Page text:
When the discussions took place about Afghanistan it was very quickly determined that when you do the weather analysis, that the aircraft could not carry the same combat load of troops that it could in Canada and land in a temperate climate. But all you do then is, you use more of them to do the same mission. Looking at operations that we've done elsewhere in the Middle East, with similar aircraft, they all have limitations of some sort and you work with the limitations."[10]

Defence Minister Peter MacKay also defended the aircraft:

I believe the Griffon is a superior helicopter, well-maintained, it's a utility helicopter that serves our interests both in Afghanistan and for purposes here in Canada.[10]


The Canadian Forces had 85 aircraft in service in 2008. The aircraft are employed at:[3][4]

Tactical Helicopter role
Search and Rescue role
Combat Support Squadrons

Accidents and incidents

  • On 18 July 2002, a CH-146 operated by 444 Sqn, crashed north of CFB Goose Bay while returning from a search and rescue mission that had been called off. Both pilots were killed on impact and the SAR Technician and Flight Engineer were both seriously injured. The cause of the crash was the loss of the aircraft tail rotor after a tail rotor blade failed from fatigue.[11]
  • On 6 July 2009, a CH-146 crashed about 80 kilometres northeast of Kandahar city killed two Canadian soldiers, along with a British soldier from the Royal Engineers. Three other Canadians were hurt. The crash was an accident due to the pilot's loss of visual reference in recirculating dust and not due to enemy action.[10][12][13]

Specifications (CH-146)

Pilot's position
Co-pilot's position
CH-146 Griffon of 438 ETAH armed with a starboard M-134D
Closeup of starboard side C6 GPMG

Data from Department of National Defence[1][4]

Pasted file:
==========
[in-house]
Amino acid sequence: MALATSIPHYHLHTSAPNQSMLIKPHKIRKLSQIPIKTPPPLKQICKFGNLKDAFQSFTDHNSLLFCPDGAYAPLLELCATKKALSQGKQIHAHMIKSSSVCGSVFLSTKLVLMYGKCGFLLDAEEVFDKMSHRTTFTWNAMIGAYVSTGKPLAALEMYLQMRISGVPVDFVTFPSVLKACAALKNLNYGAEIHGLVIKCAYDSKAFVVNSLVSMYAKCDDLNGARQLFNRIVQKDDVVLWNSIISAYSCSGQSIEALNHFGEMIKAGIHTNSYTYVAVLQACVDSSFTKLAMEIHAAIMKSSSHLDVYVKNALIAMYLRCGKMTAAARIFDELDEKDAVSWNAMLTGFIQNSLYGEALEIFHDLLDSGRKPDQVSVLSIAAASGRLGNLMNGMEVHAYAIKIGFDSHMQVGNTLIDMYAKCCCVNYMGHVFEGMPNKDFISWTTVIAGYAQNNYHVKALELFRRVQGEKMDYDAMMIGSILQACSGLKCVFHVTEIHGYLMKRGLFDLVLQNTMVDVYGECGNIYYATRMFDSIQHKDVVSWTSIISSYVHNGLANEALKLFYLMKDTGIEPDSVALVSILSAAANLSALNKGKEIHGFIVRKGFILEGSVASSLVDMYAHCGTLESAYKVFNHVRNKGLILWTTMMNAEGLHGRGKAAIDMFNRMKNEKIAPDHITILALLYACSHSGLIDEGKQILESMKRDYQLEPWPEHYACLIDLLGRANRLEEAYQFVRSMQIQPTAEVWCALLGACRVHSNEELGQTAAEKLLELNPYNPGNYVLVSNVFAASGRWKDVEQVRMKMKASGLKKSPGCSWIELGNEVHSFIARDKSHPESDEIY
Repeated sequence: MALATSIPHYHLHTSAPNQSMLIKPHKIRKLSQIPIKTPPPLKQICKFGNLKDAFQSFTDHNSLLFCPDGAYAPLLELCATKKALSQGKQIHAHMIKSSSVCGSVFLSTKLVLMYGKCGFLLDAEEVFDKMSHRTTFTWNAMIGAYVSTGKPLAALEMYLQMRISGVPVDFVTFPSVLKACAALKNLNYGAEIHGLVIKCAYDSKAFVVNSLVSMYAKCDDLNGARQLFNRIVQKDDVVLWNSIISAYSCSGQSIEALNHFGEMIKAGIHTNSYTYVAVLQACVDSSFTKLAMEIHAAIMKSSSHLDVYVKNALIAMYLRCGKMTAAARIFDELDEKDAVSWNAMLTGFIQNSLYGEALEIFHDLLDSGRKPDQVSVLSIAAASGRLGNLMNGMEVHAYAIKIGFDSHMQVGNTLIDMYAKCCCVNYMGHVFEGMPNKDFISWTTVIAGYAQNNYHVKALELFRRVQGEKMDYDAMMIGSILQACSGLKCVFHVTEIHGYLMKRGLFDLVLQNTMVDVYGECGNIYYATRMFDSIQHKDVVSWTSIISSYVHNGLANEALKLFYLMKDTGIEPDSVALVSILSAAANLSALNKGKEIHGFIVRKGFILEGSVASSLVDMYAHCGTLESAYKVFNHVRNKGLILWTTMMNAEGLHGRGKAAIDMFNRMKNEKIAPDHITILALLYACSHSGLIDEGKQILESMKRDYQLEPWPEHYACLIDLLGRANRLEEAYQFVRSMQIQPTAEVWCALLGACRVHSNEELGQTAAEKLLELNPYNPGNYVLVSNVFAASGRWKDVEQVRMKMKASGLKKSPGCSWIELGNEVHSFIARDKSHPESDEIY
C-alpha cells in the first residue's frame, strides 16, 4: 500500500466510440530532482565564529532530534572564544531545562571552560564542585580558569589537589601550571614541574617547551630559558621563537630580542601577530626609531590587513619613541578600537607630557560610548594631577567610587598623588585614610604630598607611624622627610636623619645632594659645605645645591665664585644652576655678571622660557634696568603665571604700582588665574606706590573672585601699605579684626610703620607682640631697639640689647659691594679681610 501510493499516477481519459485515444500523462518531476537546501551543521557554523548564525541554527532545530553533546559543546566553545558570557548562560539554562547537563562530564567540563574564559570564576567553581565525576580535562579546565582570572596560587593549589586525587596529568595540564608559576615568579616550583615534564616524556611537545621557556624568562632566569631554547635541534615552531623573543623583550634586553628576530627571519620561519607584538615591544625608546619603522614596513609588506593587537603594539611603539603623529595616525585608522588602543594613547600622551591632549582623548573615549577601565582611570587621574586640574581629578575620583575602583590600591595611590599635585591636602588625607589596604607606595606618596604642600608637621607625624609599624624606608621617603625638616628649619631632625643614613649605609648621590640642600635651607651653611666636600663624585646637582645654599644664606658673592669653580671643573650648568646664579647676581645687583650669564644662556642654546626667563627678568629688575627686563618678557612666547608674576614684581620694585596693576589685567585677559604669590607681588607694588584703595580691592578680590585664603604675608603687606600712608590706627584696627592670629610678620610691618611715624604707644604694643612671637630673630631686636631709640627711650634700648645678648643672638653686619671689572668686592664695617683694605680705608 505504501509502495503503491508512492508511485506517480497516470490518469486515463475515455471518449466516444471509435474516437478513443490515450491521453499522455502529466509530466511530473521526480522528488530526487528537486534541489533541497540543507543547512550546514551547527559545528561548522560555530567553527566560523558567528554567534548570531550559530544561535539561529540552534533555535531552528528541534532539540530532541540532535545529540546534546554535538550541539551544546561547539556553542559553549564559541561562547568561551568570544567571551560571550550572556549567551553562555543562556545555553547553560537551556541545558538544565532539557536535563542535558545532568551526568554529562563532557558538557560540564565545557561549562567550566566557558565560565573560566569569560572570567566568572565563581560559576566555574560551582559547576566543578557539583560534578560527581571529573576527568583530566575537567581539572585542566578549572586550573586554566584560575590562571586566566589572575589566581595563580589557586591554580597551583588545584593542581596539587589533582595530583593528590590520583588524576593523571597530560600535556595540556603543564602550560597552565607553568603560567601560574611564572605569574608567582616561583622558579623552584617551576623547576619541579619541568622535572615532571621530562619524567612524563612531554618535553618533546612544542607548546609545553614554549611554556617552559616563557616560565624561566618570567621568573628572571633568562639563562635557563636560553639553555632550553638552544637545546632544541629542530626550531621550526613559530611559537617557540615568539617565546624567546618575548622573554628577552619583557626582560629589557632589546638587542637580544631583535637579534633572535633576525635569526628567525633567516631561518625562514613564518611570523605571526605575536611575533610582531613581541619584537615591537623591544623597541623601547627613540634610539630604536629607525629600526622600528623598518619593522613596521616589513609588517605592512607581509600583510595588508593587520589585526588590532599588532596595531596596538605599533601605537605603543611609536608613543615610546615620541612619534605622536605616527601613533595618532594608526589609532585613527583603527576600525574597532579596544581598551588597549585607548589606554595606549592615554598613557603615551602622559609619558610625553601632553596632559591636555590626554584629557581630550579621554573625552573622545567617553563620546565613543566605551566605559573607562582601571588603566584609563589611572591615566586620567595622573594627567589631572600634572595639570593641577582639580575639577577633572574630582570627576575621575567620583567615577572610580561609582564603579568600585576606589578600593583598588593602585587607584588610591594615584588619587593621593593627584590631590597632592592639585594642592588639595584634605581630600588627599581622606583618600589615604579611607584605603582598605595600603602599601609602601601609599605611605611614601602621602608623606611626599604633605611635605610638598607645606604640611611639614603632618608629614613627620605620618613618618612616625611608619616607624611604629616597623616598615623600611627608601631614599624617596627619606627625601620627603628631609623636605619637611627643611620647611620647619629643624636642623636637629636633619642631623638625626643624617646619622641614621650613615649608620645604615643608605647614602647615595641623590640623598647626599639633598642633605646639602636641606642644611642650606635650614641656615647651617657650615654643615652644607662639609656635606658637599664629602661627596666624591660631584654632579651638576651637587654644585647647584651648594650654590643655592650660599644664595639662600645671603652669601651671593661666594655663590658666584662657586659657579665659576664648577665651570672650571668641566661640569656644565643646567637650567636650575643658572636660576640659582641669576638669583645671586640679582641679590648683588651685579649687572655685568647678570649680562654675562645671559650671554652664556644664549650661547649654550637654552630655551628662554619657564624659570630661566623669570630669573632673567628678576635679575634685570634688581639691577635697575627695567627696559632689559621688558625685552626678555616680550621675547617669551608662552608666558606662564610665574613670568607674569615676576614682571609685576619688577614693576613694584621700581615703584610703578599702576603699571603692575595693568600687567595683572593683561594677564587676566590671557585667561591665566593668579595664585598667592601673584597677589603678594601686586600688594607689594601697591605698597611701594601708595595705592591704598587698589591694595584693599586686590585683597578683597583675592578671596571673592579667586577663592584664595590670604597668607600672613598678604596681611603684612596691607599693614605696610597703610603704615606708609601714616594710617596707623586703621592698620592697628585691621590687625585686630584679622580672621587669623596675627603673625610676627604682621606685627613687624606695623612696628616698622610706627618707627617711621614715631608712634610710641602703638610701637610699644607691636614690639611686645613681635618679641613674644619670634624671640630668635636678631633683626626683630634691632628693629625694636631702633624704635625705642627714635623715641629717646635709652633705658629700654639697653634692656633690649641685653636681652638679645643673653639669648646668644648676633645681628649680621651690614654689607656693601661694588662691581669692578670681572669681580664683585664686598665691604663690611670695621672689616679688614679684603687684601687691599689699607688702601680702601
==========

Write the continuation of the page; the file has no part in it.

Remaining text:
General characteristics

  • Crew: Three (pilot, co-pilot & flight engineer)
  • Capacity: 10 troops or 6 stretchers (some sources state maximum 8 passengers)
  • Length: 17.1 m (56 ft 1 in)
  • Rotor diameter: 14 m (45 ft 11 in)
  • Height: 4.6 m (15 ft 1 in)
  • Max takeoff weight: 5,355 kg (11,900 lb)
  • Powerplant:Pratt & Whitney Canada PT6T-3D turboshaft engine, 900 shp (671 kW) each



  • 7.62 mm C6 GPMG optionally mounted in one or both doors
  • 7.62 mm Dillon Aero M134D "Minigun" optionally mounted in one or both doors[14][15][16]
  • Removable armour to protect crew and cabin area occupants from small arms fire and shrapnel


  • WESCAM 16TD-A Thermal Imaging System (TIS) stabilized camera system
  • Crew equipped with Generation III Image Intensification (II) Night Vision

See also

Related development

Related lists


  1. ^ a b c d e f Department of National Defence (October 2006). "The Canadian Army - Equipment - Griffon Helicopter (CH-146)". Retrieved 2008-02-24.  
  2. ^ a b Eden, Paul, ed. "Bell 212/412". Encyclopedia of Modern Military Aircraft. London: Amber Books, 2004. ISBN 1904687849.
  3. ^ a b c Department of National Defence (Match 2007). "Canada's Air Force - Aircraft - CH-146 Griffon - Technical Specifications". Retrieved 2008-02-24.  
  4. ^ a b c Department of National Defence (Match 2007). "Canada's Air Force - Aircraft - CH-146 Griffon - Technical Specifications". Retrieved 2008-02-24.  
  5. ^ Air Force Public Affairs / Department of National Defence (December 2007). "17 WING - WINNIPEG : SQUADRONS". Retrieved 2008-08-20.  
  6. ^ "Canada to send Griffon attack helicopters to Afghanistan". CBC News, 26 November 2008. Retrieved on 26 Nov 2008.
  7. ^ Canadian Broadcasting Corporation (December 2008). "Canadian-made Griffon helicopters arrive in Kandahar". Retrieved 2008-12-20.  
  8. ^ a b Hobson, Sharon (Summer 2006). "Plain Talk – Who Decides?". Retrieved 2009-07-28.  
  9. ^ Cook, M. Paul (2005). "Canada Under Attack". Retrieved 2009-07-28.  
  10. ^ a b c d e Canadian Broadcasting Corporation (July 2009). "The CH-146 Griffon helicopter". Retrieved 2009-07-08.  
  11. ^ Aircraft Occurrence Summary. Directorate of Flight Safety, Canada's Air Force, 20 August 2002.
  12. ^ Comrades honour Cpl. Michaud at Kandahar Airfield
  13. ^ Associated Press (July 2009). "Afghan dust could have contributed to chopper crash: report". Retrieved 2009-07-08.  
  14. ^ DND/CF News (November 2008). "Canada Increases Air Capabilities in Afghanistan". Retrieved 2009-03-13.  
  15. ^ Image of a 7.62mm M134D in Action near Kandahar
  16. ^ Helicopter-Mounted Armament System

External links